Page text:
Everyone experiences fear

It is one of the most basic human emotions, helping to keep us safe by alerting us to danger. The fear response prepares us to flee or withdraw from threatening situations. An important part of children’s growth involves learning how to cope with the common fears of childhood. As children learn to manage their emotions and overcome everyday fears, their confidence grows for taking on new challenges. Parents and carers and school staff can play a critical role in helping children develop skills for managing feelings and coping with fear. 

How children experience fear

Fear reactions are made up of physical changes, feelings and behaviours. The body responds to fear by speeding up the heart rate and breathing so that we can act quickly to respond to danger. Along with this we may experience physical symptoms such as feeling tightness in the chest, getting shaky or sweaty, or having ‘butterflies in the stomach’. Sometimes people turn pale with fear – usually when the fear is very strong. Children often simply describe the unpleasant feelings in the stomach as ‘feeling sick’. These sorts of physical responses to fear are associated with psychological responses such as feeling scared, tense, nervous or worried.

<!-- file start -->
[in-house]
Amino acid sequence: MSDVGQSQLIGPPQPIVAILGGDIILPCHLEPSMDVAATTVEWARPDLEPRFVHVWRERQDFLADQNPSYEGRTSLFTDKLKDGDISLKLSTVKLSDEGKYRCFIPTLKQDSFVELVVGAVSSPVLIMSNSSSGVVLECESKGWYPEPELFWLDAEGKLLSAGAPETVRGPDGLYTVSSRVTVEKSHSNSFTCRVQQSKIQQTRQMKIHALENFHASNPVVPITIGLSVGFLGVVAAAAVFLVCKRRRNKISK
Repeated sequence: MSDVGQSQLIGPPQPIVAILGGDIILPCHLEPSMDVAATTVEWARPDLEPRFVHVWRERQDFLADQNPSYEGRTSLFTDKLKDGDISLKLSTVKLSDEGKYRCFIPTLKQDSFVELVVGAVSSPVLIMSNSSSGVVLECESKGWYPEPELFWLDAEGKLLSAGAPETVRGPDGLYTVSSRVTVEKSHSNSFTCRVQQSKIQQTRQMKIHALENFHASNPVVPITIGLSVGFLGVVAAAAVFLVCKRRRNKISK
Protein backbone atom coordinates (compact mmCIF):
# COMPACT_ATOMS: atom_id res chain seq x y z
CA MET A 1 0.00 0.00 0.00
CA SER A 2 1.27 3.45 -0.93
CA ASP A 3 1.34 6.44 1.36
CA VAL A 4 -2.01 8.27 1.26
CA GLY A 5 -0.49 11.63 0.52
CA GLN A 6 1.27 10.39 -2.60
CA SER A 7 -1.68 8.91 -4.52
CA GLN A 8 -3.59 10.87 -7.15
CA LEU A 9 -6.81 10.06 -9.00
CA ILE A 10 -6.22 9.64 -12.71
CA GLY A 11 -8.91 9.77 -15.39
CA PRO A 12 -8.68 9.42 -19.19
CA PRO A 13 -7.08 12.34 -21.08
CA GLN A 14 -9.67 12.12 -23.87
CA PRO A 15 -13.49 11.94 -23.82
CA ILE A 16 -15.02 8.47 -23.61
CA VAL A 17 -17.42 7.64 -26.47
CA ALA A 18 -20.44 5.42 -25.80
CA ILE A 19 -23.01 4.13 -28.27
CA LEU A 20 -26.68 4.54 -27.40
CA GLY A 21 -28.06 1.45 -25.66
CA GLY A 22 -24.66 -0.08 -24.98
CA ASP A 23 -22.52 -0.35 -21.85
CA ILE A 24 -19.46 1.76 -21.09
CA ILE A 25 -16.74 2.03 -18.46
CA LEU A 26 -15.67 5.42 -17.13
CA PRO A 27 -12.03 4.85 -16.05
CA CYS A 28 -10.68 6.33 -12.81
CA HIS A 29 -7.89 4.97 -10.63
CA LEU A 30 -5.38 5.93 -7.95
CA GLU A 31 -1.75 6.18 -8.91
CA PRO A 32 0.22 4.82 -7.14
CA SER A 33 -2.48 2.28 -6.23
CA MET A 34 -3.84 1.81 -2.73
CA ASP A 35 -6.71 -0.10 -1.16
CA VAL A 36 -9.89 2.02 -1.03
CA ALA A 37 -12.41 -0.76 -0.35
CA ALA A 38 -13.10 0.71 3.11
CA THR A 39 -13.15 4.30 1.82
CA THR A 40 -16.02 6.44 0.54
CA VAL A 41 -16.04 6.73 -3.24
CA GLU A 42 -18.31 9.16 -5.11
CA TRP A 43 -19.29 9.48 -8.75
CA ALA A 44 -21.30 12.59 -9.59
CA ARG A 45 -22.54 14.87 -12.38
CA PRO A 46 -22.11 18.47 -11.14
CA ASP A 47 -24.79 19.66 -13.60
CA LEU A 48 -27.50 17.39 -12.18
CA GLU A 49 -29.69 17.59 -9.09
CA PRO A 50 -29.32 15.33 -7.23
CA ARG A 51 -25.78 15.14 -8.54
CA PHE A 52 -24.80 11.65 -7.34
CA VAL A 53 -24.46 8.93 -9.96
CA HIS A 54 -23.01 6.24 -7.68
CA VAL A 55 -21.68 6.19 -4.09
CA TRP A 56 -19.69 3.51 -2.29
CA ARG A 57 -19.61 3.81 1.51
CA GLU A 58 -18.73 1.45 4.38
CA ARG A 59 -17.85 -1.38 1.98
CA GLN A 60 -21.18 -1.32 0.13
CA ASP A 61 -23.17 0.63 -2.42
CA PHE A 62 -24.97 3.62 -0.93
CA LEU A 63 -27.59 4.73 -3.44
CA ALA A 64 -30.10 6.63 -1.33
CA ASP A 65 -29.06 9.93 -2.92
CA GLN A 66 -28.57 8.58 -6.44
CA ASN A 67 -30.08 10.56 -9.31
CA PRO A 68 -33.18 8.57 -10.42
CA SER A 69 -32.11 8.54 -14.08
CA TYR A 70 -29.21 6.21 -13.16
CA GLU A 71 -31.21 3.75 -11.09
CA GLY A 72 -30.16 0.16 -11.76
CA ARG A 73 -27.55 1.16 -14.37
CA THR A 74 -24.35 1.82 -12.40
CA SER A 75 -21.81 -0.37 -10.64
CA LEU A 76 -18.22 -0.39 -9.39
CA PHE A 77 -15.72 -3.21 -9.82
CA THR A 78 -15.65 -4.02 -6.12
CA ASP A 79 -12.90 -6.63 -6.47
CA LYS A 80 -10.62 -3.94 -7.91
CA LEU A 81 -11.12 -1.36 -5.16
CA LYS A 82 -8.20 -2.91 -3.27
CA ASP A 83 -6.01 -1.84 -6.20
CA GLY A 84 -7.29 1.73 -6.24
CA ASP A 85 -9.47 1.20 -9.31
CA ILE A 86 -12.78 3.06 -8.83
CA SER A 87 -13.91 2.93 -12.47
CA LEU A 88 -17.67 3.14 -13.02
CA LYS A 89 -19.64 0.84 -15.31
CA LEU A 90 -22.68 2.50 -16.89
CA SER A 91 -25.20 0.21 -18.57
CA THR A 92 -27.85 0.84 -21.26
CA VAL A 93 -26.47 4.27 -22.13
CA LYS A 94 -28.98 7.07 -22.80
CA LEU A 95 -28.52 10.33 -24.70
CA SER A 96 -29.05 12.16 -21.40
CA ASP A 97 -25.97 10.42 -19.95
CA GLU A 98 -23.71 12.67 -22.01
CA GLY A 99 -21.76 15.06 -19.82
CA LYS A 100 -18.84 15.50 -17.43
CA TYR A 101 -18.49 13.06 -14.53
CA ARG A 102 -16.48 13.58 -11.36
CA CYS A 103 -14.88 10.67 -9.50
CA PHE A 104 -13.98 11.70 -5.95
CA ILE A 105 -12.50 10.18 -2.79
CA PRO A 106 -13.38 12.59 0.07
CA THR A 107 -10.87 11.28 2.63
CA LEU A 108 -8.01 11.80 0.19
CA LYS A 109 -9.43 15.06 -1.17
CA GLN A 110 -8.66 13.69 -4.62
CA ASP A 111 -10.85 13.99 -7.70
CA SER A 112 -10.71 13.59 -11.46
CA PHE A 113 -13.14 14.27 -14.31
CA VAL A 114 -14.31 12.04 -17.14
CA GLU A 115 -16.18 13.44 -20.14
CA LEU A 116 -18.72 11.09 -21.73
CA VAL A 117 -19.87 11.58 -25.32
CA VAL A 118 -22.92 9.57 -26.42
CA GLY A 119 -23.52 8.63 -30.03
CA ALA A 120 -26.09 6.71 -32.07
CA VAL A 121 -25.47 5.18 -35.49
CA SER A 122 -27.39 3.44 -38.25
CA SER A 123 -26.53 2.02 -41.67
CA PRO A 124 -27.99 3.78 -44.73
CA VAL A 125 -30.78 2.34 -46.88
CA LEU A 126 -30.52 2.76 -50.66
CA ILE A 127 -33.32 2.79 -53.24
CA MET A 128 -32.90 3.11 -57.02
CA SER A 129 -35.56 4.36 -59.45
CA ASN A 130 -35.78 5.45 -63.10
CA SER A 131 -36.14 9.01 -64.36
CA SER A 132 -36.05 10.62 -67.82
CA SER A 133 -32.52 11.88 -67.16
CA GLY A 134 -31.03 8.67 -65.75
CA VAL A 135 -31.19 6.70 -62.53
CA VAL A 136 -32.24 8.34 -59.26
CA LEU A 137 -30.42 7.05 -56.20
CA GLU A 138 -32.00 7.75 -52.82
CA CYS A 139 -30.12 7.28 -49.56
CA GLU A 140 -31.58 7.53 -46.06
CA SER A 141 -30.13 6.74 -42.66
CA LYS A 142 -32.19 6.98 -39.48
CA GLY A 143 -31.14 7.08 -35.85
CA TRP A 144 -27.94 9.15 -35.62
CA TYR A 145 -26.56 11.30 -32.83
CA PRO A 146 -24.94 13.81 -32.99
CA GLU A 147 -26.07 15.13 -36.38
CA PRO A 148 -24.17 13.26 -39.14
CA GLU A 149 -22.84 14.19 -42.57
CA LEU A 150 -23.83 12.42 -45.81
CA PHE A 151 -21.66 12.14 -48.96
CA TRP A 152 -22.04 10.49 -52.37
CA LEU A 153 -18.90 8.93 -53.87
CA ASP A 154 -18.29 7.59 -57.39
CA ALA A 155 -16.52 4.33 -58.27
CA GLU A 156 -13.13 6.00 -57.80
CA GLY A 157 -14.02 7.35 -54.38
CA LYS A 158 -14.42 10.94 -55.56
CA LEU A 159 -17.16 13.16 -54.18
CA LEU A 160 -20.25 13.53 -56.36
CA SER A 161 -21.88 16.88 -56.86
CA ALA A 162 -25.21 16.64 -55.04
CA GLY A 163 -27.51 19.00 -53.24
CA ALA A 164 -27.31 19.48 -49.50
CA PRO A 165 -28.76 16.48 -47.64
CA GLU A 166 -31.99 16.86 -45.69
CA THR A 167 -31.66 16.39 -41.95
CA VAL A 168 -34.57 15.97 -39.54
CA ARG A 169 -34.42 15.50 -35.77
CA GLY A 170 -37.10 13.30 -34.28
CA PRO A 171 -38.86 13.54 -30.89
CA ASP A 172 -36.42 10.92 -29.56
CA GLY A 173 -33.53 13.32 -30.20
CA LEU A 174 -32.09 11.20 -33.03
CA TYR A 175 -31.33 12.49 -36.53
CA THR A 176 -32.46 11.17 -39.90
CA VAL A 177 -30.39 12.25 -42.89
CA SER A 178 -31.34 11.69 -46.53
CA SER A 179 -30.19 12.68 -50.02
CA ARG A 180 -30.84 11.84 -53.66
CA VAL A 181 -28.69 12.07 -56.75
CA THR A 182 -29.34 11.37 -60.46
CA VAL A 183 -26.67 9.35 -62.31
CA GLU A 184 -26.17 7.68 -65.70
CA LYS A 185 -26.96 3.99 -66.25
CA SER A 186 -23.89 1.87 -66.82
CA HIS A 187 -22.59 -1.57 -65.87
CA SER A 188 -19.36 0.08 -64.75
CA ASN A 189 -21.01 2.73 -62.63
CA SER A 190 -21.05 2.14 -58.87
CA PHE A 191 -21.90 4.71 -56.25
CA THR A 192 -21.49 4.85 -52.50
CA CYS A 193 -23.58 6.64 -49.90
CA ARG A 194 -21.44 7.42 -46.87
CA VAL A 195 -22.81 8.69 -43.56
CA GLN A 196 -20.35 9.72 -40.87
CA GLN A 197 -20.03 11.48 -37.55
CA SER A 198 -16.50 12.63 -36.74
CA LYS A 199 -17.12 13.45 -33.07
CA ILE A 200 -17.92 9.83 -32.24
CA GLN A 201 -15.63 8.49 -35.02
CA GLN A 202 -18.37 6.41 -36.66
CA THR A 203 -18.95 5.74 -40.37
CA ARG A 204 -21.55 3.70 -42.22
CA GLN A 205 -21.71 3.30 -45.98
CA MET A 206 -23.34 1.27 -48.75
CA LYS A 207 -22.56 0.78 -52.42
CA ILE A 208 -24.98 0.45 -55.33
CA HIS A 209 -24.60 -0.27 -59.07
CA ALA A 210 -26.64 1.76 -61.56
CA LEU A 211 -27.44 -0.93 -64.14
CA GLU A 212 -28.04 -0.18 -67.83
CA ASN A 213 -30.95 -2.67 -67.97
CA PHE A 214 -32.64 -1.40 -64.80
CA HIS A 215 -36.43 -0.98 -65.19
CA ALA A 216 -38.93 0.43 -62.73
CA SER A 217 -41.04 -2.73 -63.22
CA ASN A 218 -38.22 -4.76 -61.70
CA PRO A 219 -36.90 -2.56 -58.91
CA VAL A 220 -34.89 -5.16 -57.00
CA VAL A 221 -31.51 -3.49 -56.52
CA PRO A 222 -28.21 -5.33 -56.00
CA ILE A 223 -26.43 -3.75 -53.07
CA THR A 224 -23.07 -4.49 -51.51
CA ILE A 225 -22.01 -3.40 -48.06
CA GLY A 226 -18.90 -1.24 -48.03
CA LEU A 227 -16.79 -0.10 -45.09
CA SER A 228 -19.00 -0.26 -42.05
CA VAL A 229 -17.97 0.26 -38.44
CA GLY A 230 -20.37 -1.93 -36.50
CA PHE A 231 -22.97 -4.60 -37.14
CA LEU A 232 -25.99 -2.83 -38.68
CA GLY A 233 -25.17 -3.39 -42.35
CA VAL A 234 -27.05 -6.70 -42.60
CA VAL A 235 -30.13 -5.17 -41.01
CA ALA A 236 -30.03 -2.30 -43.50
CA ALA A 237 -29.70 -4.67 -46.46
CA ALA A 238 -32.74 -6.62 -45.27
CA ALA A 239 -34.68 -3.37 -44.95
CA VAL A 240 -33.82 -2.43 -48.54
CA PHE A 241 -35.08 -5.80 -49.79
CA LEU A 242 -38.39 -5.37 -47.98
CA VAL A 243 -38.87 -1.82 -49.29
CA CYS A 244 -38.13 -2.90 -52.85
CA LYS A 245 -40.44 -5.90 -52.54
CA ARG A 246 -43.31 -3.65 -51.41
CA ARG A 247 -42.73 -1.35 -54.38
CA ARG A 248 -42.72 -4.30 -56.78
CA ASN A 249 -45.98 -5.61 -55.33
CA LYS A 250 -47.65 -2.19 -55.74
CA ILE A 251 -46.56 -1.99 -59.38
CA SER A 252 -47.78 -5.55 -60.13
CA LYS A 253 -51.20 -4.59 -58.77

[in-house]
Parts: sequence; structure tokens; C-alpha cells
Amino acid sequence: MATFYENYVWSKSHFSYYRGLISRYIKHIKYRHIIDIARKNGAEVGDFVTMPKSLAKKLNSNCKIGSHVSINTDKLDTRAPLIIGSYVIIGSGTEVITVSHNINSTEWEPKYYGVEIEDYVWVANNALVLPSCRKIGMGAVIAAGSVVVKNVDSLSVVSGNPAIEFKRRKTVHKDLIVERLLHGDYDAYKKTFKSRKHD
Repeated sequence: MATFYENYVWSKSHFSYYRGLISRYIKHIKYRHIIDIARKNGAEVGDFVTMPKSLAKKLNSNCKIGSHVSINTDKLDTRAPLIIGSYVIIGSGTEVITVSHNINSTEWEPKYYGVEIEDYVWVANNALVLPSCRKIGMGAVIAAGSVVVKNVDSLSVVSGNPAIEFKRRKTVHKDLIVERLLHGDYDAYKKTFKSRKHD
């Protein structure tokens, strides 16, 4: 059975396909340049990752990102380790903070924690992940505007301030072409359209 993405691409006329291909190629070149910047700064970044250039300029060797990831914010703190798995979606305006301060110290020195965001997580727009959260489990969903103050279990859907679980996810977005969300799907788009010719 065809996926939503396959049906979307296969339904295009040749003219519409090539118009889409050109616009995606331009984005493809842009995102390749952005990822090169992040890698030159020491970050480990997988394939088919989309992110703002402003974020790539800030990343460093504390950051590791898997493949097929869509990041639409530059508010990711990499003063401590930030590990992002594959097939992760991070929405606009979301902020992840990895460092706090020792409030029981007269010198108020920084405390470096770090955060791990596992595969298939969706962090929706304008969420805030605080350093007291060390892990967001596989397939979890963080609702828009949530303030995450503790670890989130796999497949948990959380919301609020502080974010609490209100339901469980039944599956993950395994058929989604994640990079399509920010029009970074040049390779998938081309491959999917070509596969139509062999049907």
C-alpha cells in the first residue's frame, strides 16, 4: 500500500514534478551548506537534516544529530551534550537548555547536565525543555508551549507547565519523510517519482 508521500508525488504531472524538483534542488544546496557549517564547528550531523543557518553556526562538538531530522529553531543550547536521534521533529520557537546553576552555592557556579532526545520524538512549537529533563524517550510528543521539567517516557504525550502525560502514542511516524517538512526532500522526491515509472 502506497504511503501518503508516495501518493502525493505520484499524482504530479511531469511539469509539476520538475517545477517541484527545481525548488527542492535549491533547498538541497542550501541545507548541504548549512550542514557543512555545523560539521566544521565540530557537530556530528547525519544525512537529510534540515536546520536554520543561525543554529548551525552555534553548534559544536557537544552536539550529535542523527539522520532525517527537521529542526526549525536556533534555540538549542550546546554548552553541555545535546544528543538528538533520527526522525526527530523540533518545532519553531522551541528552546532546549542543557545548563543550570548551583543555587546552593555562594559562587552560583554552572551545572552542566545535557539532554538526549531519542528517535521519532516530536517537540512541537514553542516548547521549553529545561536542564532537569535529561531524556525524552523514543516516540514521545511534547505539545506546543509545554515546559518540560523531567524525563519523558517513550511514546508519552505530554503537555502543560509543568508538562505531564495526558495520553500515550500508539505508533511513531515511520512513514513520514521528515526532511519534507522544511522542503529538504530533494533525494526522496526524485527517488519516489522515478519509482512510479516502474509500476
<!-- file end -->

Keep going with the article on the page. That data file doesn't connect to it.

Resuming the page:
Children who experience fear are more likely to show us than tell us that they are afraid. They may do this by seeking reassurance, by trying to avoid the situation that makes them fearful, by becoming agitated or by becoming upset. If the situation that makes them fearful is one they cannot avoid they may try to get a parent, carer or other trusted adult to deal with it for them. Some behaviours that adults frequently find annoying, like nagging and whining, result from children’s attempts to avoid situations they are afraid of.

 

Age

Common fears

How thinking is involved

Early infancy

•  Loud noises

•  Loss of support

•  Senses stimulate infant learning

•  Aware of dependence on caregiver

Late infancy 8–15 months

•  Strangers

•  Separations

•  Associates unknown person with risk

•  Realises that parent or carer is missing

Preschool 2–4 years

•  Imaginary creatures such as monsters

•  Potential burglars

•  The dark

•  Imagination is a major thinking tool

•  May not distinguish fantasy from reality

Early primary age 5–7 years

•  Natural disasters (eg fire, thunder)

•  Injury

•  Animals

•  Fears related to TV viewing

•   Able to think in concrete logical terms

•   Fears relate to dangers that have a basis in reality

Upper primary age 8–11 years

•  Sports and school performance

•  Fear of failure

•  Illness and death

•  Evaluates own performance by comparison with others

•  Sense of self tied to achievement

Adolescence 12–18 years

•  Peer rejection

•  Fear of ridicule

•  Meeting new people

•  Able to think in more abstract ways

•  Able to anticipate the future in more detail

•  Self-esteem related to peer relationships